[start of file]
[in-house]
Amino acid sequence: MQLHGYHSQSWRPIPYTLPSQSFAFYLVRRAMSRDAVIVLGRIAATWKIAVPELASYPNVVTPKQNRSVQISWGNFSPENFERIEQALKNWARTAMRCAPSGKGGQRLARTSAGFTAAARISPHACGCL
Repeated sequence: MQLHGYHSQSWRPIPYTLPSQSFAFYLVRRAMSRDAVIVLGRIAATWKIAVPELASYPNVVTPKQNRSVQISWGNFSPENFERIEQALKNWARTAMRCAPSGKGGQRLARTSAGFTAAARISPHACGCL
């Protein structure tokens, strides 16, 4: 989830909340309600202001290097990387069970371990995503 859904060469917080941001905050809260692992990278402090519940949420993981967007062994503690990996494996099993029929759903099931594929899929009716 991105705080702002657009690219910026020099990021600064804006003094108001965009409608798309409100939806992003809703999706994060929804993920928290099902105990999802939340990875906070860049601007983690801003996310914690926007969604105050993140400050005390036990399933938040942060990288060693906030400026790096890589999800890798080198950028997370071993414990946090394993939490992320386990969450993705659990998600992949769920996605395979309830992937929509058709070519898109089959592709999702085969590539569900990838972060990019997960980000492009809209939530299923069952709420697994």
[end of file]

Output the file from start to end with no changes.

[in-house]
Amino acid sequence: MQLHGYHSQSWRPIPYTLPSQSFAFYLVRRAMSRDAVIVLGRIAATWKIAVPELASYPNVVTPKQNRSVQISWGNFSPENFERIEQALKNWARTAMRCAPSGKGGQRLARTSAGFTAAARISPHACGCL
Repeated sequence: MQLHGYHSQSWRPIPYTLPSQSFAFYLVRRAMSRDAVIVLGRIAATWKIAVPELASYPNVVTPKQNRSVQISWGNFSPENFERIEQALKNWARTAMRCAPSGKGGQRLARTSAGFTAAARISPHACGCL
């Protein structure tokens, strides 16, 4: 989830909340309600202001290097990387069970371990995503 859904060469917080941001905050809260692992990278402090519940949420993981967007062994503690990996494996099993029929759903099931594929899929009716 991105705080702002657009690219910026020099990021600064804006003094108001965009409608798309409100939806992003809703999706994060929804993920928290099902105990999802939340990875906070860049601007983690801003996310914690926007969604105050993140400050005390036990399933938040942060990288060693906030400026790096890589999800890798080198950028997370071993414990946090394993939490992320386990969450993705659990998600992949769920996605395979309830992937929509058709070519898109089959592709999702085969590539569900990838972060990019997960980000492009809209939530299923069952709420697994």